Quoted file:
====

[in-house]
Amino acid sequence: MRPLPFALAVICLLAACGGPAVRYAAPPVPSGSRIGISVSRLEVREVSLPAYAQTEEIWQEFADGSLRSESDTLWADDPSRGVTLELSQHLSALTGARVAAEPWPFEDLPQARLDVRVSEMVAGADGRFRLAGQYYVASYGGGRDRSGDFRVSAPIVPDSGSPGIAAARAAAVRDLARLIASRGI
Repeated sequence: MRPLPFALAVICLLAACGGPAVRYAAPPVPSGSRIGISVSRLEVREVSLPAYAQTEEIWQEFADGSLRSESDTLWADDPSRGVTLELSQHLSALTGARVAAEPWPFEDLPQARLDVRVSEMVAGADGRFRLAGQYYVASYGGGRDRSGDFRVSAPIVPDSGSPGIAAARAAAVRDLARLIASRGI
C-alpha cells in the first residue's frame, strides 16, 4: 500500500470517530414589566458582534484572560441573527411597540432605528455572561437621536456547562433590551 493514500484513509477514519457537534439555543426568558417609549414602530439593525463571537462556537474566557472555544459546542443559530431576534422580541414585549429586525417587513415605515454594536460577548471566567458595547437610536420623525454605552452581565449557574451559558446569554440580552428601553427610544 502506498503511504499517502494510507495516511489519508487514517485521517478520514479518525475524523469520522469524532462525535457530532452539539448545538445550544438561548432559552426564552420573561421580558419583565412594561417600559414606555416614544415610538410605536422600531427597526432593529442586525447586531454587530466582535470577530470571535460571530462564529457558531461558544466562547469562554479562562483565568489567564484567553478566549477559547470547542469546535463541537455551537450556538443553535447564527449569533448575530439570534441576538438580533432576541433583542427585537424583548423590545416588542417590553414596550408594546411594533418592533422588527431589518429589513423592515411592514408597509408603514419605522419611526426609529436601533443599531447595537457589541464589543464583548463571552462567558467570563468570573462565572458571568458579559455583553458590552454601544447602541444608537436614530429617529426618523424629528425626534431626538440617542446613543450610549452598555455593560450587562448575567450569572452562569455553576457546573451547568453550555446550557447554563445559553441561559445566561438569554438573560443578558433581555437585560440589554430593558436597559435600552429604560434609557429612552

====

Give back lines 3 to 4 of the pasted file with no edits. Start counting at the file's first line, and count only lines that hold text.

Repeated sequence: MRPLPFALAVICLLAACGGPAVRYAAPPVPSGSRIGISVSRLEVREVSLPAYAQTEEIWQEFADGSLRSESDTLWADDPSRGVTLELSQHLSALTGARVAAEPWPFEDLPQARLDVRVSEMVAGADGRFRLAGQYYVASYGGGRDRSGDFRVSAPIVPDSGSPGIAAARAAAVRDLARLIASRGI
C-alpha cells in the first residue's frame, strides 16, 4: 500500500470517530414589566458582534484572560441573527411597540432605528455572561437621536456547562433590551 493514500484513509477514519457537534439555543426568558417609549414602530439593525463571537462556537474566557472555544459546542443559530431576534422580541414585549429586525417587513415605515454594536460577548471566567458595547437610536420623525454605552452581565449557574451559558446569554440580552428601553427610544 502506498503511504499517502494510507495516511489519508487514517485521517478520514479518525475524523469520522469524532462525535457530532452539539448545538445550544438561548432559552426564552420573561421580558419583565412594561417600559414606555416614544415610538410605536422600531427597526432593529442586525447586531454587530466582535470577530470571535460571530462564529457558531461558544466562547469562554479562562483565568489567564484567553478566549477559547470547542469546535463541537455551537450556538443553535447564527449569533448575530439570534441576538438580533432576541433583542427585537424583548423590545416588542417590553414596550408594546411594533418592533422588527431589518429589513423592515411592514408597509408603514419605522419611526426609529436601533443599531447595537457589541464589543464583548463571552462567558467570563468570573462565572458571568458579559455583553458590552454601544447602541444608537436614530429617529426618523424629528425626534431626538440617542446613543450610549452598555455593560450587562448575567450569572452562569455553576457546573451547568453550555446550557447554563445559553441561559445566561438569554438573560443578558433581555437585560440589554430593558436597559435600552429604560434609557429612552